By Amy Paulson (Reposted from The Gracias Foundation, now called Global Gratitude Alliance)
Today is the international day of peace. And, as I sit here watching stories of violence in the news, whether about systematic violence in Syria or domestic violence in America, all I can think about is one place where violence has been raging since the mid-1990s: The Democratic Republic of Congo.
After the holocaust, the world said: Never Again.
After Rwanda, the world said: Never Again.
After 16 years, the genocide against women in the DRC continues.
Dubbed the rape capital of the world by a UN official, the DRC is known as the most unsafe place in the world for women and girls.[i] The conflict is complex, resulting from ethnic, political and economic tensions as well as the fight for control of precious minerals – many used in the manufacturing of electronics like mobile phones and laptops.[ii]
In the DRC, atrocities happen every day – things that we can’t even fathom in our darkest nightmares: girls, even babies, are gang raped, tied up like animals for weeks, their vaginas mutilated – with broken bottles, chemicals, and gunshots. Fathers, brothers, husbands are forced to watch their children, sisters, and wives get raped and tortured, then killed themselves. Children are kidnapped, forced to become sexual slaves or child soldiers.
5.4 million people have died between 1998 and 2007 alone.[iii] Nearly 1.8 million women and girls have been raped. Roughly 10% of those are girls under 10 years old.[iv]
In the darkness, however, are stories of light: Our fearless co-founder, Elayne Doughty, just returned from her fourth trip to Eastern Congo where she trained caregivers and survivors on how to heal the deep traumas within themselves and their communities – even if the horror happens to them again and again… for we know that if survivors don’t find a way to heal their pain, they will pass on the trauma to their children and continue the cycle of violence.
And, our hero, Dr. Denis Mukwege, founder of Panzi Hospital in Eastern Congo, continues to repair the wounds of survivors with extreme physical trauma and genital mutilation – even after an assassination attempt by armed men outside his home. Every day, Dr. Mukwege risks his life in service of women survivors in his country. Survivors who, in deep service and gratitude, have vowed to ensure his security by guarding him day and night in groups of 20 at a time.[v]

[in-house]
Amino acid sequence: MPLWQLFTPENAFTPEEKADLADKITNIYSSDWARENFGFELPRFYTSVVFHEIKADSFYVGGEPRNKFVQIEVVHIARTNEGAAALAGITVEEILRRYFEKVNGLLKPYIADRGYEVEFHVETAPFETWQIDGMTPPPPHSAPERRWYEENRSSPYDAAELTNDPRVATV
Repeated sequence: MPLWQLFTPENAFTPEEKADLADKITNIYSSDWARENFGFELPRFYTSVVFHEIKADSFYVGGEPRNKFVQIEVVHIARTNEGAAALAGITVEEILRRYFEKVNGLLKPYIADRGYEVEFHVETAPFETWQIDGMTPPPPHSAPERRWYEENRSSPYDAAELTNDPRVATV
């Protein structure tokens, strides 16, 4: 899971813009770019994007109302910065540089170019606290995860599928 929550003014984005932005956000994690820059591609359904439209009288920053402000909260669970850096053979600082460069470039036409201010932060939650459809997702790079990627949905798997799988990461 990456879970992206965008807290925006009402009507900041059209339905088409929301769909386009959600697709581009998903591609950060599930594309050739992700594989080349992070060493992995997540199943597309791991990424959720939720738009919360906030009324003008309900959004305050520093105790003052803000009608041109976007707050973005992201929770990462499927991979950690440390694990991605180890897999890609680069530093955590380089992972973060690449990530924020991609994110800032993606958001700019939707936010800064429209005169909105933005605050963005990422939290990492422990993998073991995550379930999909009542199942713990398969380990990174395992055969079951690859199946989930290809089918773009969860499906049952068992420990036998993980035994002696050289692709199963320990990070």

Today, on this international day of peace, it’s time to say: Never Again. It’s not about their country versus our country or who has bigger problems. It’s about remembering that we are all a part of the human race, sharing the same planet.
It’s about teaching a lesson to our children that we will not stand for violence, whether in our homes, our communities, or across the world.
It’s about standing up to our international leaders and demanding that all human lives be treated with dignity and respect.
If we do, we will create a safer world for ourselves, our children, and indeed the future of humanity.
[i] UN official calls DR Congo 'rape capital of the world". BBC. (April 28, 2010). Retrieved September 12, 2013. http://news.bbc.co.uk/2/hi/8650112.stm
[ii] Dias, E. (2009). First blood diamonds, now blood computers?. Time World, Retrieved from http://content.time.com/time/world/article/0,8599,1912594,00.html
[iii] Coghlan, B., Brennan, R., Ngoy, P., Dofara, D., Otto, B., Clements, M. and Stewart, T. (2006). Mortality in the Democratic Republic of Congo: a nationwide survey. The Lancet, 367 (9504), pp. 44-51.Top of FormBottom of Form
[iv] Peterman, A., Palermo, T. and Bredenkamp, C. (2011). Estimates and Determinants of Sexual Violence Against Women in the Democratic Republic of Congo. American Journal of Public Health, 101 (6), p. 1063.
[v] BBC News Magazine (2013). Denis Mukwege: The rape surgeon of DR Congo. [online] Retrieved from: http://www.bbc.co.uk/news/magazine-21499068 [Accessed: 21 Sep 2013].
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